A lawyer for the government said that Percoco had continued to have key access to internal government meetings and could be prosecuted under fraud statutes because he accepted the bribes as a “former, future and functional public official.” Solicitor General Elizabeth Prelogar told the justices that he did not have to have “formal employment”.

Justice Samuel Alito, in an opinion, said the instruction given to the jury that was meant to determine whether a private person may be convicted of honest services fraud was in error and “too vague.”

The jury was told that Percoco could be found guilty if it found that he “dominated and controlled any government business” and if “people working in the government actually relied on him because of a special relationship he had with the government.”

Alito added that the jury instructions needed more specificity. “Is it enough if an elected official almost always heeds the advice of a long-time political advisor?” he asked rhetorically. “Is it enough if an officeholder leans very heavily on recommendations provided by a highly respected predecessor, family member or old friend?”

“We conclude that this is not the proper test for determining whether a private person may be convicted of honest-services fraud, and we therefore reverse and remand for further proceedings,” Alito wrote.

The court’s decision sends the case back to the lower court and could lead to the reversal of Percoco’s conviction.

Percoco has other convictions against him, but the court was only considering one of those based on “honest services.”

“Right-to-control” theory

The second case the court decided Thursday dates back to 2012 when Cuomo, then a governor, announced an initiative to improve the city of Buffalo, New York.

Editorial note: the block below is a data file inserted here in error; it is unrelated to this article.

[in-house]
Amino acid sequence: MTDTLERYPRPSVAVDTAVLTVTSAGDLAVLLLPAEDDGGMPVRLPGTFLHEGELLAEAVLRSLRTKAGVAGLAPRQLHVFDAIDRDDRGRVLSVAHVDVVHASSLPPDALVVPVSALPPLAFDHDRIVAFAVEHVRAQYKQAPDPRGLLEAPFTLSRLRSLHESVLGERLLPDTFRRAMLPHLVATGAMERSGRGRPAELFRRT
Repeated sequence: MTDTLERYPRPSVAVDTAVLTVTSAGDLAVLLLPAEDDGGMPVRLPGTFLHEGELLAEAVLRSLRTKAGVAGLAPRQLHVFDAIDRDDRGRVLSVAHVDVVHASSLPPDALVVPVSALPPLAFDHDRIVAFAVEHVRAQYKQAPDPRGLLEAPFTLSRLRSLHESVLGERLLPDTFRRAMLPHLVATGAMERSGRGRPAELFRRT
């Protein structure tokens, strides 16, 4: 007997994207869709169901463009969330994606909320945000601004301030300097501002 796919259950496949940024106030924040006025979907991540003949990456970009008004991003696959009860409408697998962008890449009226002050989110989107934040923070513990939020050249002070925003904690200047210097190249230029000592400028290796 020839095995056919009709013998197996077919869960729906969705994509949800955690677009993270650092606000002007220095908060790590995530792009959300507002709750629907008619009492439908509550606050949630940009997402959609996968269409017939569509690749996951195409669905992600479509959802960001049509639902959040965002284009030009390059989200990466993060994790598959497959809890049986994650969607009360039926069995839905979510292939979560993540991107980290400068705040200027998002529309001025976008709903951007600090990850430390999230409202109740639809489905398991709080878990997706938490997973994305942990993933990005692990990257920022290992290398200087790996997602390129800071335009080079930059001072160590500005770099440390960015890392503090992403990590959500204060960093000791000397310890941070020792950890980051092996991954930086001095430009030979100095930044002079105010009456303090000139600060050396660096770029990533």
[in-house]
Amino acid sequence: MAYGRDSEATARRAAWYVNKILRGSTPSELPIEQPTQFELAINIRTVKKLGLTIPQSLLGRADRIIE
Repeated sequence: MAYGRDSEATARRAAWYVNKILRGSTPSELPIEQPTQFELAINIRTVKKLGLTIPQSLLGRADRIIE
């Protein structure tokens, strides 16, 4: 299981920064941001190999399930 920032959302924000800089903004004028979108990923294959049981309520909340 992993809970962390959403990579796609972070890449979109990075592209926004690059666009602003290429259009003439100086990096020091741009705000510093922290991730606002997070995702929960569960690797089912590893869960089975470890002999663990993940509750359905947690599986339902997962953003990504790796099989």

The state partnered with a nonprofit to request bids. It ultimately awarded the $750 million project to LPCiminelli — a construction firm.

It was later revealed, however, that a board member at the nonprofit drafted the bid proposal in a way that favored Louis Ciminelli’s company. Ciminelli was charged under a federal wire-fraud statute which criminalizes the use of interstate wires for any scheme for obtaining money or property by means of false or fraudulent pretenses.

The 2nd US Circuit Court of Appeals upheld the conviction under a “right-to-control” theory that states property fraud occurs when a scheme deprives a victim of economic information necessary to make decisions.

Cimenelli challenged his conviction.

When the case arrived at the Supreme Court, the government effectively abandoned the “right-to-control” theory, and presented a new theory of “fraudulent inducement.”

In court, Cimenelli’s lawyer, Michael R. Dreeben, urged the justices to reverse the 2nd Circuit and order his client’s acquittal based on the fact that the government was no longer supporting the theory that was the basis of his conviction.

The Biden administration urged the justices not to reverse, but did distance itself from the 2nd Circuit opinion.

In a brief unanimous opinion penned by Justice Clarence Thomas, the court said that the lower court’s theory in the case could not serve as the basis for conviction under federal fraud statutes because the wire fraud statute “reaches only traditional property interests” and not the “right to valuable economic information.”